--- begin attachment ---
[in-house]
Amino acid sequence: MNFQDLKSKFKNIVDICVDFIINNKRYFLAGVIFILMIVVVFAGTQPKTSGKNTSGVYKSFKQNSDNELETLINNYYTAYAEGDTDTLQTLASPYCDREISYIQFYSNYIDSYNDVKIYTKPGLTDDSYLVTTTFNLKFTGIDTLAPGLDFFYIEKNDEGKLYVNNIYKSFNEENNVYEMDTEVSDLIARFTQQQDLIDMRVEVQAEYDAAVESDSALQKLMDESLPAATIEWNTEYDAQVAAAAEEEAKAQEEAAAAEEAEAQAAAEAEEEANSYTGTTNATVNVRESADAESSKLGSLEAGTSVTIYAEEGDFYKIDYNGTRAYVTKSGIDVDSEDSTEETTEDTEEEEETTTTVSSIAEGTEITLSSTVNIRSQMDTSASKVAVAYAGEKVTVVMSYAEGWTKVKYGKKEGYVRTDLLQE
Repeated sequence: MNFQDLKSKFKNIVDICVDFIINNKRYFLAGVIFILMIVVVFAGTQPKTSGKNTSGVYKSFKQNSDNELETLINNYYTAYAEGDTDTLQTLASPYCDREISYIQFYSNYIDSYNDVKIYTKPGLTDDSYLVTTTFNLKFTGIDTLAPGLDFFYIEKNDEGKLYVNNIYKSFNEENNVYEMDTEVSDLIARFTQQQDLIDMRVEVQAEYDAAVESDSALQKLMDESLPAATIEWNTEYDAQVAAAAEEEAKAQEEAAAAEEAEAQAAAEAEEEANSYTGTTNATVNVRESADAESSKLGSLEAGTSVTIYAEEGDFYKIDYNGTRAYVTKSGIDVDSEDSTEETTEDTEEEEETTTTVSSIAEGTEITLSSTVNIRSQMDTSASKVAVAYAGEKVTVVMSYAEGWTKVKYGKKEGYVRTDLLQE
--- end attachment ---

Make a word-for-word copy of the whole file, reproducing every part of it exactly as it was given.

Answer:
[in-house]
Amino acid sequence: MNFQDLKSKFKNIVDICVDFIINNKRYFLAGVIFILMIVVVFAGTQPKTSGKNTSGVYKSFKQNSDNELETLINNYYTAYAEGDTDTLQTLASPYCDREISYIQFYSNYIDSYNDVKIYTKPGLTDDSYLVTTTFNLKFTGIDTLAPGLDFFYIEKNDEGKLYVNNIYKSFNEENNVYEMDTEVSDLIARFTQQQDLIDMRVEVQAEYDAAVESDSALQKLMDESLPAATIEWNTEYDAQVAAAAEEEAKAQEEAAAAEEAEAQAAAEAEEEANSYTGTTNATVNVRESADAESSKLGSLEAGTSVTIYAEEGDFYKIDYNGTRAYVTKSGIDVDSEDSTEETTEDTEEEEETTTTVSSIAEGTEITLSSTVNIRSQMDTSASKVAVAYAGEKVTVVMSYAEGWTKVKYGKKEGYVRTDLLQE
Repeated sequence: MNFQDLKSKFKNIVDICVDFIINNKRYFLAGVIFILMIVVVFAGTQPKTSGKNTSGVYKSFKQNSDNELETLINNYYTAYAEGDTDTLQTLASPYCDREISYIQFYSNYIDSYNDVKIYTKPGLTDDSYLVTTTFNLKFTGIDTLAPGLDFFYIEKNDEGKLYVNNIYKSFNEENNVYEMDTEVSDLIARFTQQQDLIDMRVEVQAEYDAAVESDSALQKLMDESLPAATIEWNTEYDAQVAAAAEEEAKAQEEAAAAEEAEAQAAAEAEEEANSYTGTTNATVNVRESADAESSKLGSLEAGTSVTIYAEEGDFYKIDYNGTRAYVTKSGIDVDSEDSTEETTEDTEEEEETTTTVSSIAEGTEITLSSTVNIRSQMDTSASKVAVAYAGEKVTVVMSYAEGWTKVKYGKKEGYVRTDLLQE